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IMG_20180710_143310824I glance up from my desk and notice a rather impressive visitor sitting on our balcony railing about a metre from my study window—a kookaburra, looking as if it owns everything within view! I move to take its photo through the glass and it turns its head slightly, as if to say, ‘I know you’re there, but I also know I’m safe from you out here!’ Some smaller, noisy birds do not like that larger, alert presence nearby and try to frighten it away by squawking loudly and bombarding it. Yet it remains immovable, save for a slight shuffle along the railing and a few sharp turns of its head. Its eyes are on a nearby prize—perhaps something for dinner that those other birds also want?

As I watch, I marvel at how still that kookaburra seems to be. No doubt it is extremely alert to what is happening around it—and that soon become obvious, when it suddenly flies down to ground level, then plucks a poor, unsuspecting worm from the soft soil. In a few moments, that worm is no more. All that stillness and watchfulness on the part of the kookaburra have paid off—it has found its dinner.

At that point, I begin to suspect God has an important lesson to teach me about being still. I might be physically still, as I sit gazing at that kookaburra—but I am not mentally still. Even as I watch, my mind is darting this way and that. I wonder whether what I am writing makes sense or will amount to anything in the end. And I am not still deep inside me either. Instead, I feel somewhat stressed—I am worried about someone I care about who is facing many difficulties and also about an upcoming speaking engagement, not to mention my writing project. I am aware God knows about all these issues—yet I am struggling to stay in that place of stillness and peace with God and of complete trust that God has it all in hand.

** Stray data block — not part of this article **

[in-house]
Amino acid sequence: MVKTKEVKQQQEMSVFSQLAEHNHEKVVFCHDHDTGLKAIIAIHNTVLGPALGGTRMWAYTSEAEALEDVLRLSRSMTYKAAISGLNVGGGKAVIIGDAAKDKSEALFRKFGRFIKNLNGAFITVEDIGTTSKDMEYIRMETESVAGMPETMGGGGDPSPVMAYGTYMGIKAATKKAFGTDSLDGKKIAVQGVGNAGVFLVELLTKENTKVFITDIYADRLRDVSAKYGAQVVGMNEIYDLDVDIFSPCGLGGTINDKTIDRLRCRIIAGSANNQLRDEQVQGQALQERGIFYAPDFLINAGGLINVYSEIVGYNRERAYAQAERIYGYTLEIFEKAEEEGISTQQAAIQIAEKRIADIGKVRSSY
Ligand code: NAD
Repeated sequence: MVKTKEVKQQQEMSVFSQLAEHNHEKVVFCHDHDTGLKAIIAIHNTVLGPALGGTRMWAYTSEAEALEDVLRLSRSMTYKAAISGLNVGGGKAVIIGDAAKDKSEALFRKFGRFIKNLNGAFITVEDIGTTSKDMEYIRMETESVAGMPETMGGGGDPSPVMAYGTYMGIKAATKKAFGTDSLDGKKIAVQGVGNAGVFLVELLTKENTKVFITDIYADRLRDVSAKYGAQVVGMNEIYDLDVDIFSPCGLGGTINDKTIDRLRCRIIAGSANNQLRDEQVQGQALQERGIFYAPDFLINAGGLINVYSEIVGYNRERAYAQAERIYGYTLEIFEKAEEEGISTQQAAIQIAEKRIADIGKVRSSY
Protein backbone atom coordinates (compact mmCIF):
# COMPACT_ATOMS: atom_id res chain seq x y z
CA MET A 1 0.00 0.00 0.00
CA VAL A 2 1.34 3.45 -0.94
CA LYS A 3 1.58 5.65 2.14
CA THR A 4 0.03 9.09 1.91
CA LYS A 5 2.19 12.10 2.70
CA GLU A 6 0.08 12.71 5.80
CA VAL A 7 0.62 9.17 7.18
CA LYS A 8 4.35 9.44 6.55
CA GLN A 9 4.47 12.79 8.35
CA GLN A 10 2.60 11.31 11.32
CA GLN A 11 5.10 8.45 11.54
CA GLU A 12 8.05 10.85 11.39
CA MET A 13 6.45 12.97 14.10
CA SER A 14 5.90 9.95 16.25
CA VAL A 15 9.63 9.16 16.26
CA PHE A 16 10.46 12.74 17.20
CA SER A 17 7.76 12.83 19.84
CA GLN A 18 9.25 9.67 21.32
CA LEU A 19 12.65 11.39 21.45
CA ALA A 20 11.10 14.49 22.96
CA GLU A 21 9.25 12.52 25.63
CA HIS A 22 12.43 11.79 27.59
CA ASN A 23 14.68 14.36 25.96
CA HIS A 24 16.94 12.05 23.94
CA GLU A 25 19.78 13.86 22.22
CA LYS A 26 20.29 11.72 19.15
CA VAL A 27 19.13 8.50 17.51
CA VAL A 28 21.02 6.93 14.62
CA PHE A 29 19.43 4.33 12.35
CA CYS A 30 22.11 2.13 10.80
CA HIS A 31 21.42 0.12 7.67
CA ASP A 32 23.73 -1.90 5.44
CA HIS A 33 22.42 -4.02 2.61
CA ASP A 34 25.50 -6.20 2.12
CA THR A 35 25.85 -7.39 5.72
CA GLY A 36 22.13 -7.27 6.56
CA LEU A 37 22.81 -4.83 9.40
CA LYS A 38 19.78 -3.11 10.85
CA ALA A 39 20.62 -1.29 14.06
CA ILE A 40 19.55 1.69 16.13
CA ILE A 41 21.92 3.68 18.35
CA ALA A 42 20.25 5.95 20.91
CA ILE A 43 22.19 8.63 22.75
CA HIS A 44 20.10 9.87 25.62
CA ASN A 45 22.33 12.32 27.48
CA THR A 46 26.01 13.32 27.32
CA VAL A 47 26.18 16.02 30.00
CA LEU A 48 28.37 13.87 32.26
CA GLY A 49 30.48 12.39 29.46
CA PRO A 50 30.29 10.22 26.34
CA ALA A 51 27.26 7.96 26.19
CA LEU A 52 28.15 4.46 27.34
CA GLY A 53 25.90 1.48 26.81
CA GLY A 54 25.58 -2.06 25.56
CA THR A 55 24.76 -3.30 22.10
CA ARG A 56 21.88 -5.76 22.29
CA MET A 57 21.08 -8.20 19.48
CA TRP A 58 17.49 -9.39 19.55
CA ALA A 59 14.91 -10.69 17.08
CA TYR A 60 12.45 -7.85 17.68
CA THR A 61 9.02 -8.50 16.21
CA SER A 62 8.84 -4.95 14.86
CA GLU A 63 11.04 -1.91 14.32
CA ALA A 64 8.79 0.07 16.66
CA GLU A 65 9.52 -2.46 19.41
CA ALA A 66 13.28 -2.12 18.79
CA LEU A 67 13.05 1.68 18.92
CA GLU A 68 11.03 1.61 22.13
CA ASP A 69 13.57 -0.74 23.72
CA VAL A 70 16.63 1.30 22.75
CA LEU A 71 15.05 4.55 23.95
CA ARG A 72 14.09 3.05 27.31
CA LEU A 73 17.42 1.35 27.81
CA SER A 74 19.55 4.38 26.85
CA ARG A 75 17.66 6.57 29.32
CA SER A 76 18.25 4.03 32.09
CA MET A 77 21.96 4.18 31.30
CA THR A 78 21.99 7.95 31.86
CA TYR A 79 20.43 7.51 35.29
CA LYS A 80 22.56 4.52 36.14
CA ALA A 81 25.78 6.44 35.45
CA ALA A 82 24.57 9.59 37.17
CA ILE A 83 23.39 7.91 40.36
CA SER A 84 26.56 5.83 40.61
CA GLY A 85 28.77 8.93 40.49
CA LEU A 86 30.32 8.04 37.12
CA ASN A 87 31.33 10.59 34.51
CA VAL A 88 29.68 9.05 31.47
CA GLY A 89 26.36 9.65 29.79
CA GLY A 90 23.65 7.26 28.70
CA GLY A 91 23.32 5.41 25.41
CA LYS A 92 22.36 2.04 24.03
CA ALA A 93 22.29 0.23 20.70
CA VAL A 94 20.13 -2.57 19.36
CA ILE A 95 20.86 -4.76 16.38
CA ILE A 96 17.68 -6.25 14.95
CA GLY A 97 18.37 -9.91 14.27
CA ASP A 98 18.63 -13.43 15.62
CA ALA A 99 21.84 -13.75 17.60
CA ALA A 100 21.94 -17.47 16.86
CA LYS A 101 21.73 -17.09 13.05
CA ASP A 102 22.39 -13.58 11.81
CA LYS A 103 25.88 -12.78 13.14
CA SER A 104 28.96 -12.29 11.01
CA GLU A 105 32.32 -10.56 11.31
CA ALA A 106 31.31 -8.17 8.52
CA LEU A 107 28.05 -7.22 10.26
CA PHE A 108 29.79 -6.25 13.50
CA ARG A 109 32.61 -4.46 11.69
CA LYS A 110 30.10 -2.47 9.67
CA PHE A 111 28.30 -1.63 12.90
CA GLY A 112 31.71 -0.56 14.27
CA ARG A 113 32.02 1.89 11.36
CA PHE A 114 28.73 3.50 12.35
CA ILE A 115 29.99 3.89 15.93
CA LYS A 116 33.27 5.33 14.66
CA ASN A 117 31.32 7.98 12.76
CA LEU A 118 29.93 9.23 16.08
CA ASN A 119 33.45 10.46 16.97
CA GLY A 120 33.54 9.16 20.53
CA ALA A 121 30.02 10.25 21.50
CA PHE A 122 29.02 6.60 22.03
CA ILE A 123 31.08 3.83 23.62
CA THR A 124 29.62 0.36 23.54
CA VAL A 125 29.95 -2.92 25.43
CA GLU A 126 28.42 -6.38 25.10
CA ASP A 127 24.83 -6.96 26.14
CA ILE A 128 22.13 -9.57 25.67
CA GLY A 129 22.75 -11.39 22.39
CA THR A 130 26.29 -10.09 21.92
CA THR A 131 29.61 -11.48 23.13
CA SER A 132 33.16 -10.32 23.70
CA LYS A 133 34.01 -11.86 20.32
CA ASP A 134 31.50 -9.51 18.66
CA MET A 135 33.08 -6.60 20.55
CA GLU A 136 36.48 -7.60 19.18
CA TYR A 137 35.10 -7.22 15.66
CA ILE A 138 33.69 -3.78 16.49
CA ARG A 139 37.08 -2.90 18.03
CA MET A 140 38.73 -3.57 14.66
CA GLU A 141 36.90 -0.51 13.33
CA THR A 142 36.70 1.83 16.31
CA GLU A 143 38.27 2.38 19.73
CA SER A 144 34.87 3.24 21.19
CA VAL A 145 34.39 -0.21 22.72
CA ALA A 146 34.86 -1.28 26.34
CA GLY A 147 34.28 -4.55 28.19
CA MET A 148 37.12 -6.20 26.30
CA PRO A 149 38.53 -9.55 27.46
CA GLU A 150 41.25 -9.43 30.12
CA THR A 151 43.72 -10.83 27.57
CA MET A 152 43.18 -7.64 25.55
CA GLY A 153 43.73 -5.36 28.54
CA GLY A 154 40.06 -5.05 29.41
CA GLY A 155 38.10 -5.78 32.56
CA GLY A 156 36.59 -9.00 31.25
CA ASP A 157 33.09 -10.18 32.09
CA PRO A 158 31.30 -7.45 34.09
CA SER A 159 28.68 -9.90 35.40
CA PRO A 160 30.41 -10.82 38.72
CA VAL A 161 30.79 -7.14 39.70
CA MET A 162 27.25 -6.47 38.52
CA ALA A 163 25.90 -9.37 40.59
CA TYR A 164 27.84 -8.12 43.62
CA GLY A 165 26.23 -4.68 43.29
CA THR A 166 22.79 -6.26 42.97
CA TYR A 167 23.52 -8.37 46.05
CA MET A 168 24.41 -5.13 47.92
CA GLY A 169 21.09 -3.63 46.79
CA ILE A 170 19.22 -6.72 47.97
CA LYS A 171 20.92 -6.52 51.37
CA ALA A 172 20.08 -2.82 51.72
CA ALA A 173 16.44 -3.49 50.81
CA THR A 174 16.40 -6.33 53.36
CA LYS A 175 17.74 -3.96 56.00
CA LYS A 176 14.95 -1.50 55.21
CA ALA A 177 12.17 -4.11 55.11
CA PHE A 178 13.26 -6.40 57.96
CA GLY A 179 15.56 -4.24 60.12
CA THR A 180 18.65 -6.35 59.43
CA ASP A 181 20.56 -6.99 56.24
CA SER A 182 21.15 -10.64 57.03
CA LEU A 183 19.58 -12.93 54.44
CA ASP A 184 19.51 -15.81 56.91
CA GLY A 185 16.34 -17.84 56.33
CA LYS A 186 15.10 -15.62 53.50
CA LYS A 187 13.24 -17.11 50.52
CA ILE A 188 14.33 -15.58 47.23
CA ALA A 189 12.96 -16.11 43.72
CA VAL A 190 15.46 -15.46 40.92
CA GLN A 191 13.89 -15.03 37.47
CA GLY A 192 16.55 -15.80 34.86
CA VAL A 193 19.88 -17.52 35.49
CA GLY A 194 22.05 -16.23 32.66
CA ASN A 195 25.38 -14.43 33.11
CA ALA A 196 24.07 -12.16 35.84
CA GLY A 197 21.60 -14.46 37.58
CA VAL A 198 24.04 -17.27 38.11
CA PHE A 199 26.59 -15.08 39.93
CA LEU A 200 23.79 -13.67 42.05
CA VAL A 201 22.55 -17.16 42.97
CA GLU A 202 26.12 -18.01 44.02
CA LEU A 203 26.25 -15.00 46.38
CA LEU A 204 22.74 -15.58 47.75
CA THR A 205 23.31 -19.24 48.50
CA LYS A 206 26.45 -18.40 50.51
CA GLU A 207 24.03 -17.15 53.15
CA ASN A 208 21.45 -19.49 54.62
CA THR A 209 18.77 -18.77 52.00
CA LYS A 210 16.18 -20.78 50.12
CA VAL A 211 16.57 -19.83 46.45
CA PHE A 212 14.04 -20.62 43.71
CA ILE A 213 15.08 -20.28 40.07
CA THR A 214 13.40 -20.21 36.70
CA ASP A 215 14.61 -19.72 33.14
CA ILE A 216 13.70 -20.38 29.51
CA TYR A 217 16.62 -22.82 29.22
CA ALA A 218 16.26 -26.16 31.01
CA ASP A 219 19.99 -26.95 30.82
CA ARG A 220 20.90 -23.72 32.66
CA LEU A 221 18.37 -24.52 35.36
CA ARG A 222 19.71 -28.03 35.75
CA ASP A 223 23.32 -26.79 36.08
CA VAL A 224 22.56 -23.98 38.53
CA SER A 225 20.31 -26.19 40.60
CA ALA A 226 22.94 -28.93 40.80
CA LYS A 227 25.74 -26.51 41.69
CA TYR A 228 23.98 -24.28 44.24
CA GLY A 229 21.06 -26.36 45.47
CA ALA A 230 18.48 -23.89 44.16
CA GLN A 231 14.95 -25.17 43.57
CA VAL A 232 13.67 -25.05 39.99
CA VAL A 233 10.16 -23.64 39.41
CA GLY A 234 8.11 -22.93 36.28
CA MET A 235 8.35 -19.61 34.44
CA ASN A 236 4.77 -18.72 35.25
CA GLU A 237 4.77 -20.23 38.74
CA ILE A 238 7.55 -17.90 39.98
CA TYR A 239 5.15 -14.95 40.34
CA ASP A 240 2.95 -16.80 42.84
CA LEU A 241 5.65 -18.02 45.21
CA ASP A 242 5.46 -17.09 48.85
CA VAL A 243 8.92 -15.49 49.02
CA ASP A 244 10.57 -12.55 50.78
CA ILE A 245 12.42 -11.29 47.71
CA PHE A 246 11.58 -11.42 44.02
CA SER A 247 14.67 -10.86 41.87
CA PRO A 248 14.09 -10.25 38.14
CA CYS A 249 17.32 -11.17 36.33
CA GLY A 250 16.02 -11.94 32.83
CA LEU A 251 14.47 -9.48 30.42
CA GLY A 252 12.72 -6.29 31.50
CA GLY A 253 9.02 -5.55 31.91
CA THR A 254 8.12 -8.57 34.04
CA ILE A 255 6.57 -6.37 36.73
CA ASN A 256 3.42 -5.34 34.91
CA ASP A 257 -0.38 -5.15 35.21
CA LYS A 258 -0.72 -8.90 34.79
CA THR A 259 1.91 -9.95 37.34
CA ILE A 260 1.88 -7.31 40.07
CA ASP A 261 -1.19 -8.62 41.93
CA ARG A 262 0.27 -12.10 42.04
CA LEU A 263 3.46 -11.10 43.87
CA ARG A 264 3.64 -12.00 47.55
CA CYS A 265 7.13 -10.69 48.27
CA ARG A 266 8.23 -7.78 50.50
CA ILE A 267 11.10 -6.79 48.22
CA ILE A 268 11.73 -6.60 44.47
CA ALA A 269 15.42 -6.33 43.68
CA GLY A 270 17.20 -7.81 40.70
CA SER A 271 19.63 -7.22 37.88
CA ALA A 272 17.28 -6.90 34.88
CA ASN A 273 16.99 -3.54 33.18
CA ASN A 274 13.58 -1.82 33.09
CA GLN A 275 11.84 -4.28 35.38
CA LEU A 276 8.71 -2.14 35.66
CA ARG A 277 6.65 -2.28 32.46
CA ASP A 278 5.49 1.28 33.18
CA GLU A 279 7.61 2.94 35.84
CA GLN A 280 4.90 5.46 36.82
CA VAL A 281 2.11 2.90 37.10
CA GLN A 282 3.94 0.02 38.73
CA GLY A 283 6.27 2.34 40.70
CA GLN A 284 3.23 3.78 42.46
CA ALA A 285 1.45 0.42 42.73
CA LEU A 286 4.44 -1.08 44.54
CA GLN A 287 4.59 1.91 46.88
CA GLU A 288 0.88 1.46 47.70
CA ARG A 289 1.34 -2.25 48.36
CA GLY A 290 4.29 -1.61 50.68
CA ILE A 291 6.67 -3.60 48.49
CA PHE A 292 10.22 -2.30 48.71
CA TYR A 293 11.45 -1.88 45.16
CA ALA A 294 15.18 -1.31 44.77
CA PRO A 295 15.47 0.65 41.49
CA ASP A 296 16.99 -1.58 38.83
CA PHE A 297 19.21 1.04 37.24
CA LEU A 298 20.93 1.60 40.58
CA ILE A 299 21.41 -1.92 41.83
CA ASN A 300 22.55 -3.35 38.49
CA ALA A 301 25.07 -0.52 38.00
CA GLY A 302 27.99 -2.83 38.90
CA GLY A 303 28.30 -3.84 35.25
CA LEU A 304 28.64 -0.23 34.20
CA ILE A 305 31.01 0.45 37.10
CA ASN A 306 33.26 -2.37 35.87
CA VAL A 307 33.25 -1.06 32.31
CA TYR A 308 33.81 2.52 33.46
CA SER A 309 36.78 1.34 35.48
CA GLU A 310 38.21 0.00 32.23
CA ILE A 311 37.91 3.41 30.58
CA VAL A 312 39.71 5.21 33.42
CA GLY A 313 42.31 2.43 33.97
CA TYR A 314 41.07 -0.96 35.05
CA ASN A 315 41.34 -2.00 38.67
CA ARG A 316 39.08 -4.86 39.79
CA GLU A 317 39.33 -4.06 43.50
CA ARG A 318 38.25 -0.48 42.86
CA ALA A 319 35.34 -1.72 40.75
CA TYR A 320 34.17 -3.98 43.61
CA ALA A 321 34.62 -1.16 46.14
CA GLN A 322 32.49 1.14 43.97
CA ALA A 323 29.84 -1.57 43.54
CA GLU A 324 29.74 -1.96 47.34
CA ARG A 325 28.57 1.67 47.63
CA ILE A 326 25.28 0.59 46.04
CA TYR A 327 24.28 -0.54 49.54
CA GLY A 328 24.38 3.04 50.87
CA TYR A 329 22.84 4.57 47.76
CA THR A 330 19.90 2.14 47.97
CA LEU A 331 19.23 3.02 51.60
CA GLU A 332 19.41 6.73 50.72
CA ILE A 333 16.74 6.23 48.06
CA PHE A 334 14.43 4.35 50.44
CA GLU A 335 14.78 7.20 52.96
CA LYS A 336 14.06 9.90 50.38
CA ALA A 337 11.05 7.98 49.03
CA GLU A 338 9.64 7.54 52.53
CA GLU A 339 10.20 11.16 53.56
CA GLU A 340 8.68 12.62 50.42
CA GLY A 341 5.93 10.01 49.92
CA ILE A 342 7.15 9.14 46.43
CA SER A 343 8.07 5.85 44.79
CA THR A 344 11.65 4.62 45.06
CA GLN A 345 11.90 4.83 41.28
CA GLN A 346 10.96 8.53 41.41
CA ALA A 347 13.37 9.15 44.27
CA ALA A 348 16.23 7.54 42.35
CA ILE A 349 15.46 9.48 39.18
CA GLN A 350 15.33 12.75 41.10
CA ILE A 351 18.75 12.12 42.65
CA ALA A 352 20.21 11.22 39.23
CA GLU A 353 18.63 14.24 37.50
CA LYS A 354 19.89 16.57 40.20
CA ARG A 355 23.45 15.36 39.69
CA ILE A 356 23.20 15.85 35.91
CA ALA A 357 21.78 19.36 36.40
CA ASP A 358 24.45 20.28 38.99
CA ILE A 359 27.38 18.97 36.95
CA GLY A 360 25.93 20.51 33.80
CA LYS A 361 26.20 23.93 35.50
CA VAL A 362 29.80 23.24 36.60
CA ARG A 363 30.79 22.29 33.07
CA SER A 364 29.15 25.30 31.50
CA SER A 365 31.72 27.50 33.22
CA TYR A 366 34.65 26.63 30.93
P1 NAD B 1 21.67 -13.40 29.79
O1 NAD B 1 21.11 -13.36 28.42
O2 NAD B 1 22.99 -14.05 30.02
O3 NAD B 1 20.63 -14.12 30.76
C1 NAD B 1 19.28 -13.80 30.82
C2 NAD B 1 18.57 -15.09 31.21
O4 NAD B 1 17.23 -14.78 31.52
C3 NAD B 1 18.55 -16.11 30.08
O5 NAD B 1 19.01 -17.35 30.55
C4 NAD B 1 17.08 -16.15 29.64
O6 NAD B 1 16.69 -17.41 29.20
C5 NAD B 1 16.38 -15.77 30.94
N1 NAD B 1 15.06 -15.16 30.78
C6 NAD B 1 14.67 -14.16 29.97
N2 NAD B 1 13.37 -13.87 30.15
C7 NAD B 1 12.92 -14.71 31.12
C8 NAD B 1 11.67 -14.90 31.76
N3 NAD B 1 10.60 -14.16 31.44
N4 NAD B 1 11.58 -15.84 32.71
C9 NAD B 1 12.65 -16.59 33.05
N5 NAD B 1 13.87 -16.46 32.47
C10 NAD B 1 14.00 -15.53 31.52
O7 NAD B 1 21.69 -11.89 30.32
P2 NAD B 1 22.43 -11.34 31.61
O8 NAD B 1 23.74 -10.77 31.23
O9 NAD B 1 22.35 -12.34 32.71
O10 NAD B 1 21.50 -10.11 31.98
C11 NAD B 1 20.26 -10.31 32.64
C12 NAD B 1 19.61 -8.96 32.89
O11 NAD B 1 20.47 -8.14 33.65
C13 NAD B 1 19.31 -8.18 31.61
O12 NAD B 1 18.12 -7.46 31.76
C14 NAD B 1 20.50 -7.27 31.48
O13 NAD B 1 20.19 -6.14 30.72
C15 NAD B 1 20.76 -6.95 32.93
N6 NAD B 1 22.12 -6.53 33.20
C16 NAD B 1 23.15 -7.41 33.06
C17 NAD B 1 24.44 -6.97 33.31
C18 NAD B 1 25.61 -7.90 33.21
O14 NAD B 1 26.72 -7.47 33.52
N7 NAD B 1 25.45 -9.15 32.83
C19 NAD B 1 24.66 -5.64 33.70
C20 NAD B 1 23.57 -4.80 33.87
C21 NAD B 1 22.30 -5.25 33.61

I move my hands off my keyboard and lay them in my lap. I breathe deeply, letting my body relax. I picture God’s loving arms holding me close and sink back into them, sensing God’s Spirit both in me and around me. I still my mind and my heart, knowing it is enough to be in this present moment with God. Then I hear again some words read out at church only days earlier:

God is our refuge and strength, an ever-present help in trouble. Therefore we will not fear, though the earth give way and the mountains fall into the heart of the sea … “Be still, and know that I am God; I will be exalted among the nations, I will be exalted in the earth.” Psalm 46:1, 10

In the stillness too, a gentle voice reminds me I am in a daily battle with an age-old enemy and need to remain so very vigilant.

Be self-controlled and alert. Your enemy the devil prowls around like a roaring lion looking for someone to devour. 1 Peter 5:8

Yes, I need to be alert and watchful like that kookaburra—yet also deeply still, so aware my loving, almighty God is with me at all times, don’t you agree?